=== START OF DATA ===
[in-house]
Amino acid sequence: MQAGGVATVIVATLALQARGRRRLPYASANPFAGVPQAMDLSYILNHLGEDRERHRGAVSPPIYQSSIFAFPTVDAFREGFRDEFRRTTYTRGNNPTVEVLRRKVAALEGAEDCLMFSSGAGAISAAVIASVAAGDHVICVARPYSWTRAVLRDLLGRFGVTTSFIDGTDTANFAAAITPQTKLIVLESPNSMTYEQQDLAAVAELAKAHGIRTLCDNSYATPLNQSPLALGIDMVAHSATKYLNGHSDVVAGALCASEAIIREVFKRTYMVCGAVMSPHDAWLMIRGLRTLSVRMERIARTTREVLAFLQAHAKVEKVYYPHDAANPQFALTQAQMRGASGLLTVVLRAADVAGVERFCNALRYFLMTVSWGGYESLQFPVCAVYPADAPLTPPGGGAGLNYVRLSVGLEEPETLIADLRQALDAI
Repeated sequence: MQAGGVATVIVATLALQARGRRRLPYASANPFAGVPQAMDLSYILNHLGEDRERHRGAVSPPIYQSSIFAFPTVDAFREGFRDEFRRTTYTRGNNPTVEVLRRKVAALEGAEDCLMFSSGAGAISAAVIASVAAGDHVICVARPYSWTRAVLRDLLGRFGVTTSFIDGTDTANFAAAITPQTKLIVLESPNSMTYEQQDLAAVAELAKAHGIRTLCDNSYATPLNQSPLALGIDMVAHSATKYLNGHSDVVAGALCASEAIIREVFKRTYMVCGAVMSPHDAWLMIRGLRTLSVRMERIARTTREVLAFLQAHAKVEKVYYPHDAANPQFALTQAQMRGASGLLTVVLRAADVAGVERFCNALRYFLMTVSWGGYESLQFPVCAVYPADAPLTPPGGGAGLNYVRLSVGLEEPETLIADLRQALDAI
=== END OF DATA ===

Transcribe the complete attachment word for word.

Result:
[in-house]
Amino acid sequence: MQAGGVATVIVATLALQARGRRRLPYASANPFAGVPQAMDLSYILNHLGEDRERHRGAVSPPIYQSSIFAFPTVDAFREGFRDEFRRTTYTRGNNPTVEVLRRKVAALEGAEDCLMFSSGAGAISAAVIASVAAGDHVICVARPYSWTRAVLRDLLGRFGVTTSFIDGTDTANFAAAITPQTKLIVLESPNSMTYEQQDLAAVAELAKAHGIRTLCDNSYATPLNQSPLALGIDMVAHSATKYLNGHSDVVAGALCASEAIIREVFKRTYMVCGAVMSPHDAWLMIRGLRTLSVRMERIARTTREVLAFLQAHAKVEKVYYPHDAANPQFALTQAQMRGASGLLTVVLRAADVAGVERFCNALRYFLMTVSWGGYESLQFPVCAVYPADAPLTPPGGGAGLNYVRLSVGLEEPETLIADLRQALDAI
Repeated sequence: MQAGGVATVIVATLALQARGRRRLPYASANPFAGVPQAMDLSYILNHLGEDRERHRGAVSPPIYQSSIFAFPTVDAFREGFRDEFRRTTYTRGNNPTVEVLRRKVAALEGAEDCLMFSSGAGAISAAVIASVAAGDHVICVARPYSWTRAVLRDLLGRFGVTTSFIDGTDTANFAAAITPQTKLIVLESPNSMTYEQQDLAAVAELAKAHGIRTLCDNSYATPLNQSPLALGIDMVAHSATKYLNGHSDVVAGALCASEAIIREVFKRTYMVCGAVMSPHDAWLMIRGLRTLSVRMERIARTTREVLAFLQAHAKVEKVYYPHDAANPQFALTQAQMRGASGLLTVVLRAADVAGVERFCNALRYFLMTVSWGGYESLQFPVCAVYPADAPLTPPGGGAGLNYVRLSVGLEEPETLIADLRQALDAI